The tree stand was still in surprisingly good shape. I remembered when my father helped me choose the spot and material for the stand. “Get the animals used to the stand. The sooner they get used to seeing it, the easier it will be for you to take your prey. The foliage will cover it, and it will be much easier for you to bring the animal down.”
To my amazement, the stand was weathered, but sturdy. Branches had grown up around it and concealed it from view. As I climbed the tree and pulled myself onto the tree stand, I could see the flash of the gunman’s shirt making his way up the ridge toward me.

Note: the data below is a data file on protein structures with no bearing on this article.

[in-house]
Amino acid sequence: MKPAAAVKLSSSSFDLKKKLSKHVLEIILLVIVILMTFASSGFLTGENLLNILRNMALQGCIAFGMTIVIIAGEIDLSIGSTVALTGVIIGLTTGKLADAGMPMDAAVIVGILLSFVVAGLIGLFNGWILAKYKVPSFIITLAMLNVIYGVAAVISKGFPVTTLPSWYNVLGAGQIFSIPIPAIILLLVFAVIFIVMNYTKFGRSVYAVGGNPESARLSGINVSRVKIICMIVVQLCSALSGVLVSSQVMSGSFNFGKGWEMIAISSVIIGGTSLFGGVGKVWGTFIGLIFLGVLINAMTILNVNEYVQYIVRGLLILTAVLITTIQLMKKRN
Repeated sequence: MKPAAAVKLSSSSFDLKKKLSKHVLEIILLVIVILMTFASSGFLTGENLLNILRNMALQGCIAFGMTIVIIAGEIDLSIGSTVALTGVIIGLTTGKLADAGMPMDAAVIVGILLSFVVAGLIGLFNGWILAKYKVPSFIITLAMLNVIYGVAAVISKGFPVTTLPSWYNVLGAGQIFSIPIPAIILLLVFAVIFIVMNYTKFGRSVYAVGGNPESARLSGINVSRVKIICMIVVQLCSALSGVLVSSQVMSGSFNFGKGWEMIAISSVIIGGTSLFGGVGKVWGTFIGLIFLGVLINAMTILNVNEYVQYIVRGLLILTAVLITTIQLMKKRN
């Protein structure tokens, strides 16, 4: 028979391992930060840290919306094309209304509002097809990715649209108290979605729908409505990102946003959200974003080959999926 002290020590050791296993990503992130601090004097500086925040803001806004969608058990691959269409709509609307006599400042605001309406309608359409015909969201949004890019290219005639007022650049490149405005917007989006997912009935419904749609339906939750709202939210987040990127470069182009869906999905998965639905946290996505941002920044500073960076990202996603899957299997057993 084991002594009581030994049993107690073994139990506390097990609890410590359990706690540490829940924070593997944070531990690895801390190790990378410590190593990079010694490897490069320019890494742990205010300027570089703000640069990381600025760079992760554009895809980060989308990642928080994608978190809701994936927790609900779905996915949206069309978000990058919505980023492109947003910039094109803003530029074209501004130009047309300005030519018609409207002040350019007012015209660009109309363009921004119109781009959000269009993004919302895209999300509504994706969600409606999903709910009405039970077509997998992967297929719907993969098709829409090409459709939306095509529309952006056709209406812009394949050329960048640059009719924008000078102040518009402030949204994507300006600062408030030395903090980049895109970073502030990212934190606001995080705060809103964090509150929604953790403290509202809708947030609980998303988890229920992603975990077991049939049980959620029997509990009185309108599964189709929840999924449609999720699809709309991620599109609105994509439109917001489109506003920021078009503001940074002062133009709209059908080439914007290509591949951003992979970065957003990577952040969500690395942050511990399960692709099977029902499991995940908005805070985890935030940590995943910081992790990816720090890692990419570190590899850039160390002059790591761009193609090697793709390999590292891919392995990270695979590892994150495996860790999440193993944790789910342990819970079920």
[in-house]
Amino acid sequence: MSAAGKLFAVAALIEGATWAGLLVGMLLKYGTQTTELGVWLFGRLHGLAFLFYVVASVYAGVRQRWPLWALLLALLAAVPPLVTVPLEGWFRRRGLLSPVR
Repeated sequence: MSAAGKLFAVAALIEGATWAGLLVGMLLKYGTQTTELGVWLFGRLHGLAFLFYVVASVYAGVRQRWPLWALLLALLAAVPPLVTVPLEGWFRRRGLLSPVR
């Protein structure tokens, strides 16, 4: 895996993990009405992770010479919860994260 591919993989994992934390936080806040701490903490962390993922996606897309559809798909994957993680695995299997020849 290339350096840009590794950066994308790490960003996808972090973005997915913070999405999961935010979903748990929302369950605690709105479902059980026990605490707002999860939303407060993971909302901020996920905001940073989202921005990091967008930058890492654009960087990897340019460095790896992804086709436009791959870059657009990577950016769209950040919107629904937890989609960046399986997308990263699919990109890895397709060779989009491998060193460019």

“Wait for him,” said the voice. “Don’t take him too soon, or you’ll only scare him.”
I pulled my revolver and tried to put him in my sights. As he ran through the dense brush, it was an impossibility to get a good shot. With an eerie coldness I saw that his path would bring him directly under my tree stand.
“Don’t shoot,” said the voice. “It wouldn’t be sporting at this distance. Take the animal with your bare strength.”
Like a man possessed, I leaped from the tree and landed feet first upon the gunman, knocking him unconscious. He was wounded and bruised, but still breathing steadily. I slowly took my handcuffs from my belt.